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Enter EVs, AI and space travel

But it’s perhaps these demons that pushed Musk to drive innovation and disrupt industries — in the process turning him into the richest man on the planet.

Musk helped usher in the era of electric vehicles, space travel and artificial intelligence, and “he’s the only person who can get astronauts from the U.S. into orbit — NASA can no longer do it, Boeing can’t do it,” says Isaacson.

After co-founding a financial services company called X.com, which later became PayPal, Musk founded SpaceX in 2002. There, in addition to his duties as CEO, he was also chief designer for the Falcon, Dragon and Starship. In 2004, Musk became a major investor in Tesla; after some clashes with the SEC, he continues in the role as CEO. And, of course, in a highly controversial move, he bought Twitter in 2022 and renamed it X.

Musk says if you’re not failing 20% of the time, you’re not risking enough, according to Isaacson — which is why, from Musk’s point of view, a rocket exploding is still a success (he can see what went wrong so he can fix it). Whereas, “if you have a risk-averse culture like NASA or Boeing … you’re not experimenting enough.”

He also tends to get his way. Maybe 20% of his employees are “totally loyal and survive, but he’s not afraid of burning people out and having them leave.”

Musk spends about 80% of his “hardcore mental energy designing the machines that make the machines,” says Isaacson. In other words, he’s designing the Raptor rocket engines that power SpaceX spacecraft or the battery cells that power Tesla EVs.

While he understands physical engineering, Musk doesn’t understand human emotions very well, says Isaacson, “which is why he was better off with Tesla and SpaceX and not buying Twitter.”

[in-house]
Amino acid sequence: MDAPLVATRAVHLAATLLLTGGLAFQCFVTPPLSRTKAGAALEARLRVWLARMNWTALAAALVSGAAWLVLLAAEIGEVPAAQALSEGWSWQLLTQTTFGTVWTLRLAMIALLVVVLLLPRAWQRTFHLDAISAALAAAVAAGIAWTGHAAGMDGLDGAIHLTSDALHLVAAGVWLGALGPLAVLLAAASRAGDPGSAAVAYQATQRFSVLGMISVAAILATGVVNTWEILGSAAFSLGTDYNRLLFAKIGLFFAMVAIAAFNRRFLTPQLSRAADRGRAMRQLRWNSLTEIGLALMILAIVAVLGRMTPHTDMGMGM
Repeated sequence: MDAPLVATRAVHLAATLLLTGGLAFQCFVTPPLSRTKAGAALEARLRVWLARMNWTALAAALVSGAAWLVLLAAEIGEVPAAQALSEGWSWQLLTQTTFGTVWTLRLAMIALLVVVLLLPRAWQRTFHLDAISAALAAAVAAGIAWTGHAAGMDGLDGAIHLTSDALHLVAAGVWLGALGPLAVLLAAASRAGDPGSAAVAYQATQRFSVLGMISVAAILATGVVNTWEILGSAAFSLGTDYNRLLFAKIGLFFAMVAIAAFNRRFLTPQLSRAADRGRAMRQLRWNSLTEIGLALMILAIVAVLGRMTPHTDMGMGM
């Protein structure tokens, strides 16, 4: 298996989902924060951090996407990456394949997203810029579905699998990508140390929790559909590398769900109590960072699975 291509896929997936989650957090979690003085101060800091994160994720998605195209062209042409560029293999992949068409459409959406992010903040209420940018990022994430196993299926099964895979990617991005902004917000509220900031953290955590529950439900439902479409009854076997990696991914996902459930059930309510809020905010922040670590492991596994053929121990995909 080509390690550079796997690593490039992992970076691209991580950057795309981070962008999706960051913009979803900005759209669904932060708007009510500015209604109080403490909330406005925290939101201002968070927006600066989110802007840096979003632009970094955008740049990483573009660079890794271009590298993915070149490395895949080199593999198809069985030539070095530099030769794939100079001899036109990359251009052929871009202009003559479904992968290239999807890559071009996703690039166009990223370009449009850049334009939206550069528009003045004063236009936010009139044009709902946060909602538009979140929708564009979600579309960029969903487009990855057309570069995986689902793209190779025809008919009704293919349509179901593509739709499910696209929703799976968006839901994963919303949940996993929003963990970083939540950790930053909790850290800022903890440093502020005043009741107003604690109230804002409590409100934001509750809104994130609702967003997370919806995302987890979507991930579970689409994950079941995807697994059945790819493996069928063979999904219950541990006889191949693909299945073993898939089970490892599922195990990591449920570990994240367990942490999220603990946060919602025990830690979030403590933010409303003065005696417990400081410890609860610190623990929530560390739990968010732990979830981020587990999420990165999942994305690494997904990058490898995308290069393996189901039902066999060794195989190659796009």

Read more: Here's how much the average 60-year-old American holds in retirement savings — how does your nest egg compare?

Is childhood trauma a prerequisite for genius?

While Musk told Isaacson that adversity shaped him, Isaacson says there’s a part of Musk that “loves drama and rushing into the fire.”

Musk is “almost always trying to recreate the drama, the turmoil of his childhood in apartheid South Africa, seeing people killed, and having a psychologically abusive father.”

Musk’s father, Errol, also had two children with a woman whom he had raised as his step-daughter, so that “really messed up Elon’s mind.” Isaacson, who interviewed Musk’s estranged father for the book, described him as Jekyll-and-Hyde — a brilliant electrical and mechanical engineer, but with “demon-like” modes.

That’s not to say that people with wonderful childhoods will amount to nothing in life, or that childhood trauma is a prerequisite for genius. But having “demons to harness tends to drive you a bit more.”

While the average person can push themselves to do well in life, Isaacson says Musk has a “maniacal intensity and sense of urgency” that’s not instilled in most of us.

And maybe that’s not such a bad thing, for most of us. Musk “doesn’t value happiness,” he says. “Musk is always pushing for the next thing as opposed to happiness.”

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Vawn Himmelsbach Freelance Contributor

Vawn Himmelsbach is a journalist who has been covering tech, business and travel for more than two decades. Her work has been published in a variety of publications, including The Globe and Mail, Toronto Star, National Post, CBC News, ITbusiness, CAA Magazine, Zoomer, BOLD Magazine and Travelweek, among others.


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